Look, if you had one shot, one opportunity
to seize everything you ever wanted, one moment
would you capture it or let it slip?
I am no rap god in any sense but I couldn’t help but relate Eminem’s Lose Yourself to meeting your girl/boyfriends parents for the first time.
His palms are sweaty, knees weak, arms are heavy…
On my way to meet my boyfriends parents I was a little nervous (meaning a lot) and very conscious of making a good impression. Even after many reassurances from my significant other, it didn’t make it any easier. Walking to the front door, here it goes…
He’s nervous, but on the surface he looks calm and ready to drop bombs…
You’re always faced with the ‘do I go for the handshake or kiss them hello… oh god – one or two kisses?!’ I look relaxed on the surface but I’m pretty sure my mind imploded at the door. Keep an eye out for body language to avoid the awkward hand shake jumbled with hug.
You’re obviously a pretty special person to have your partner wanting to introduce you to his parents so don’t feel like you need to put on a big show.
He opens his mouth, but the words won’t come out…
When I’m nervous, I fail to actually make coherent sentences:
“So Dominique what do you do?”
“I go to uni… well I finished but I still… um… submarine”
There’s no doubt that when your partner brings you home, it feels as if the spotlight is all on you to drop some sick beats to impress and prove that you are a worthy of dating their child. Once you get over the initial stress, and lucky for me I realised my bf’s parents were super easy going and just overall amazing, you realise that the stress was unwarranted. But in the interim your mind races around questions like ‘what if they don’t like me?’ Or ‘what if I embarrass myself?’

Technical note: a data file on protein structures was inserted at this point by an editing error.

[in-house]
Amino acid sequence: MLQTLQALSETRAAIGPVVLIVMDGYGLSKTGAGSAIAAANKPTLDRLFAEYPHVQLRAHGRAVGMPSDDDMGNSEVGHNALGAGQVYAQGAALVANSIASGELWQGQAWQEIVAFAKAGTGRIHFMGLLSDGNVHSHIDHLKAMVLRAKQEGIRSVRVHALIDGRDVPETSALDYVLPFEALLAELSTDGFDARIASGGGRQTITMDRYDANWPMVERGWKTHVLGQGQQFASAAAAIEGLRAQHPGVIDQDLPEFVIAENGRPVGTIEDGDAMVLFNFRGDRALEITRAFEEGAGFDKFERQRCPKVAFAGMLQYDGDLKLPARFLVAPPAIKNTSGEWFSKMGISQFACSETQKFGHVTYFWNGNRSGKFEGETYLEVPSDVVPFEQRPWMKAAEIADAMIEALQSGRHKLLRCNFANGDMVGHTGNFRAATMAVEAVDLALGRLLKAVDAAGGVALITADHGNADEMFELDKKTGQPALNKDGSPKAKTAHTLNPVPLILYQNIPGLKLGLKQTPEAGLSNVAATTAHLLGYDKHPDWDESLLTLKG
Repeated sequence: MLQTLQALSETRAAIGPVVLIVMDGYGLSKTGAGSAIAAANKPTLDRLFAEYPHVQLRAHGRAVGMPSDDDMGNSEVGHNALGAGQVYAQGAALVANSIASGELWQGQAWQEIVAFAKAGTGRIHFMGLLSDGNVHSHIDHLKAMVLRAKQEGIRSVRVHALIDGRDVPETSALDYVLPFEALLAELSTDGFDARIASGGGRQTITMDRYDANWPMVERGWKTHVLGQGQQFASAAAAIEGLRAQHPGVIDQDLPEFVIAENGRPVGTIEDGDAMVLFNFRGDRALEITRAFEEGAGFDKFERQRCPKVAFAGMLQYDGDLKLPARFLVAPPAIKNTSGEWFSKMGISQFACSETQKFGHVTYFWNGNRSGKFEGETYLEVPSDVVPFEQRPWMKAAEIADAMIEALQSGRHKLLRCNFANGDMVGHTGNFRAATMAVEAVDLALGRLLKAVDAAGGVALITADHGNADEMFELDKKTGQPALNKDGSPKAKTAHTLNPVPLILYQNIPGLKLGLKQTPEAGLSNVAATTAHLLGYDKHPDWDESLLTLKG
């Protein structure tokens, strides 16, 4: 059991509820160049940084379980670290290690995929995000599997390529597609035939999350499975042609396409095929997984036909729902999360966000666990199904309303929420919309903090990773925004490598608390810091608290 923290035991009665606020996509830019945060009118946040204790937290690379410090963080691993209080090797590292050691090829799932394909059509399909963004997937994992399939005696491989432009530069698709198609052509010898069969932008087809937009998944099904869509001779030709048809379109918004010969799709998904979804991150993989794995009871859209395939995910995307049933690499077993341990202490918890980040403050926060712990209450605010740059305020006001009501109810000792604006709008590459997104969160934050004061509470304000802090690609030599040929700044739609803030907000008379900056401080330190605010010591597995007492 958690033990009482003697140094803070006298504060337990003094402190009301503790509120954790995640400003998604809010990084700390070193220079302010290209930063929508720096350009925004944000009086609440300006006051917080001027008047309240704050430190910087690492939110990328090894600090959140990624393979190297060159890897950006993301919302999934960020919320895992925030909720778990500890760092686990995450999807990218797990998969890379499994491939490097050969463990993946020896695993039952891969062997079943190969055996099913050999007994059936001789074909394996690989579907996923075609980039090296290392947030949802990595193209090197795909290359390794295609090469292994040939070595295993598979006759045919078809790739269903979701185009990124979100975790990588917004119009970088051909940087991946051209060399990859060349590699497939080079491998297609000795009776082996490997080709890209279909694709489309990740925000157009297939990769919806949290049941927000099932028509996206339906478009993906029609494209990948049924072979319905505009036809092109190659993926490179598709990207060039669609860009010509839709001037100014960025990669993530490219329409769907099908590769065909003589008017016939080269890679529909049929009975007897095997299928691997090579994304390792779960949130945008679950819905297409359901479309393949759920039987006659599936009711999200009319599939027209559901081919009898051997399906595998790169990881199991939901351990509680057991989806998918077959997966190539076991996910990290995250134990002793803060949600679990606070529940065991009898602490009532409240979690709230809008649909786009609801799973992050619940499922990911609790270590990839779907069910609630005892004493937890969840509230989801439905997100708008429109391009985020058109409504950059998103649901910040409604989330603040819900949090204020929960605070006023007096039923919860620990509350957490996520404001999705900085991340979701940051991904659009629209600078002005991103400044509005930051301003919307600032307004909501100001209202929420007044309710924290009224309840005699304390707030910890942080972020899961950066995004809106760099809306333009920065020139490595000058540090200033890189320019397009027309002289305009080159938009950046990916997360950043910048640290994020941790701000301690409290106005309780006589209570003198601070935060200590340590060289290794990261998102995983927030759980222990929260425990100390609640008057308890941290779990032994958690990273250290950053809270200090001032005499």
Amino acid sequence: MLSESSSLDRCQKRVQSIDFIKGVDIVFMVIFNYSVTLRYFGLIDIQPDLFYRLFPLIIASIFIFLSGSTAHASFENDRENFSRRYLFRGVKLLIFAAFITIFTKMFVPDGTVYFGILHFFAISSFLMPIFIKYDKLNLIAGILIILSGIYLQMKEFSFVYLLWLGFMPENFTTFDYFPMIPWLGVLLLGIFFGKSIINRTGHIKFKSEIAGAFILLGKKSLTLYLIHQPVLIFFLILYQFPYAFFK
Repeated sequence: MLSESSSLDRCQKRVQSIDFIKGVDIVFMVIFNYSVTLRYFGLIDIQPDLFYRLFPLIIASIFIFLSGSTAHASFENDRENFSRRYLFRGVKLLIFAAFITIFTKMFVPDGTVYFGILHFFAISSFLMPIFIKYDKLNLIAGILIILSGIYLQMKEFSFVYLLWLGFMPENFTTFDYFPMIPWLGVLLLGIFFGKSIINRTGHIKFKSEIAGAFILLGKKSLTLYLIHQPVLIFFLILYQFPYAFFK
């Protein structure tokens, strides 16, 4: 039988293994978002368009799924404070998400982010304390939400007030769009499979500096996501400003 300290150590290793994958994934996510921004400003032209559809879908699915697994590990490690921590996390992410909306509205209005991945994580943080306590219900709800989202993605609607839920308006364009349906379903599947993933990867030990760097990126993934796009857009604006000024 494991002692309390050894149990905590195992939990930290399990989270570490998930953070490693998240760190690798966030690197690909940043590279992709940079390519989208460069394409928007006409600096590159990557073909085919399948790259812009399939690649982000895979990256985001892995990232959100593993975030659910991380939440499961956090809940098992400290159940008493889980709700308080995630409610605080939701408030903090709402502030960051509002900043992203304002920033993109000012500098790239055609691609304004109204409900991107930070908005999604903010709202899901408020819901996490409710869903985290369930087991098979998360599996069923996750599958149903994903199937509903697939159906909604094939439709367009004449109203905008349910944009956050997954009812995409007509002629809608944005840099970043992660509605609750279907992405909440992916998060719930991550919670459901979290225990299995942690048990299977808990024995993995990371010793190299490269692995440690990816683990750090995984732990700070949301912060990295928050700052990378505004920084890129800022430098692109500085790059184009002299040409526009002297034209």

I’ve found in the past that meeting their parents and family can be not only a huge step, but also a difficult element to walk away from, should you two call it quits. It’s important that you don’t volunteer to meet their parents if you have no intentions to stick around.
In true ‘Dominique Style’ I’ve made a nice list of Do’s and Don’ts to make your meet and greet as smooth enough that you can lose yourself in the moment:
+ Bring something with you: I always like to bring something little along with me. Biscuits, bottle of wine or chocolates. I find it’s a nice gesture, plus it gives my hands something to hold so I don’t fidget when I walk in.
+ Smile: For those of you who suffer from BRF (Bitchy Resting Face) like me, be sure you are mindful that his/her parents may find it a little strange if you look like you want to punch someone in the face whilst drinking your coffee.
+ Elaborate on your answers:
“I’ve been told you went to Europe last year, what was that like?”
When I’m nervous I don’t realise that I keep my answers super short, and this is no way to keep a conversation flowing. They aren’t monsters so remind yourself that they actually want to get to know you (or at least pretend to.)
+ Minimise PDA: Leave the cheesy pet names and PDA at the front door. No parent wants to see their child sticking their tongue down their partner’s throat or you calling out to your ‘Snookums’. It’s disrespectful and just screams unclassy. Even if your own parents wouldn’t care, use this meet to gauge what type of people his/her parents and go from there.
– Dress like you’re going to the Ivy on Saturday night: I’m talking stilettos, tight dresses or OTT make up. First impressions can be lasting so I always go by ‘less is more’ in this department: less make up, less cleavage, less big hair. Remember you’re going to someone’s house so dress respectfully and you can never go wrong.
– Sit on your phone: I’m sure they’d appreciate seeing you sitting on Facebook whilst they talk to you, or taking a million selfies on snap chat #meetingtheparents. A lot of us have fallen into the trap of checking our phones constantly and this comes across as rude and as if you’re disinterested. Pop your phone on silent and put it away until you leave.
– Add them on FB when you walk out the door: To add or not to add? No matter how amazing the meet went, don’t feel the need to add them on Facebook 30 seconds after you leave. Leave it for a couple of subsequent visits. And be sure if you do decide to add them, be mindful that they’ll see everything you post.
You’re obviously a pretty special person to have your partner wanting to introduce you to his parents so don’t feel like you need to put on a big show. And just remember as Mr Mathers says, you can do anything you set your mind to, man.